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A few weeks later, back in Supetar now, Joy again spotted the man called Richard. He was sitting down to have coffee at a café across from where Joy was sitting. He looked around as if expecting someone. His blue eyes landed on Joy for a second but then continued to scan the crowd. Joy knew he wouldn’t recognize her from the boat. A young woman with long, curly black hair stepped up from behind to greet him. Joy wondered if this was his daughter, then watched as the girl wrapped her arms around Richard and pulled his face towards hers for a very passionate kiss. So, not a daughter. The girl must have been half his age but a guy as tall and ruggedly good-looking as Richard would be able to attract women of all ages. It’s not going to last buddy, Joy telepathically told him.
While waiting for her lunch, Joy sipped some excellent grasevina, white, cold and crisp, her new favourite local wine. Someone had left a newspaper on the seat next to her. Joy scanned it quickly without really understanding much. Her eyes locked on to a picture of the woman from the ferry. She called over Andrej, her waiter.
“I recognize this woman, Andrej. Can you tell me what it says?”
The waiter read the story and translated. “Yes, this lady in picture is missing. Her family in Britain want to find her. She was here in Croatia but then someone says they see her in Rome. So they look in Italy now.” Then he asked, “You know her?”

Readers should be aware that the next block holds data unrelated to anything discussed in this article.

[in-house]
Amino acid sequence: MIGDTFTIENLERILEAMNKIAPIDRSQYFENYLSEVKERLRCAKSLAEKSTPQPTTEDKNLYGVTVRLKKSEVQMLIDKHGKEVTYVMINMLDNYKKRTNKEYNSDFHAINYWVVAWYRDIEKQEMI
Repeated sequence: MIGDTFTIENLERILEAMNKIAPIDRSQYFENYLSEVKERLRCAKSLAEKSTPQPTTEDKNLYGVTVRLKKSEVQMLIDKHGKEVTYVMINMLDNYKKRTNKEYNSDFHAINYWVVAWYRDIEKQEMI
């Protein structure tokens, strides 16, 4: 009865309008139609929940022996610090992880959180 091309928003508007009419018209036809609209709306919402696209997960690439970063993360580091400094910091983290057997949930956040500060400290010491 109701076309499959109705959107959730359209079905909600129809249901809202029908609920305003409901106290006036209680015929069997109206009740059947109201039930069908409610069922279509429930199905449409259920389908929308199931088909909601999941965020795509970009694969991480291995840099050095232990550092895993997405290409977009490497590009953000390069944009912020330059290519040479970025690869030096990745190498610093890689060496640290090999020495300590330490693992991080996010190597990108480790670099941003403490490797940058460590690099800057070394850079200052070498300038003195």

“Not really, just saw her once on the ferry. Maybe she is just hiding from someone?” Joy glanced across the way to spot Richard and the young woman walking off hand in hand.
The waiter brought lunch and Joy smiled at the plate of grilled squid. “Looks wonderful! Thanks, Andrej. I mean, hvala.”
“Did you hear about old Mr. Nico?”
“Yes, I saw the notice a few weeks ago.” Very sad, thought Joy.
“He lived good long life,” said Andrej.
“Živjeli” said Joy, “To life!” She was perfectly content, what with good food and wine, and a perfect summer day. She raised her glass to toast her good fortune, but at that very moment a shiver ran through her body.
On the other side of the island, a boy fishing on the shoreline saw something bobbing out by the rocks. He approached the object cautiously and then screamed so loud that he scared the seagulls away. It was a body, bloated, half naked, unrecognizable, a soon-to-be Jane Doe. A lot of seaweed and a few plastic bags were wrapped around her body. Her hands were bound with rope but something on her wrist sparkled in the sunlight. There would be no death notice for her, no procession to the cemetery, no tears. Just that shiver of intuition from some random woman enjoying her lunch in the sun that day.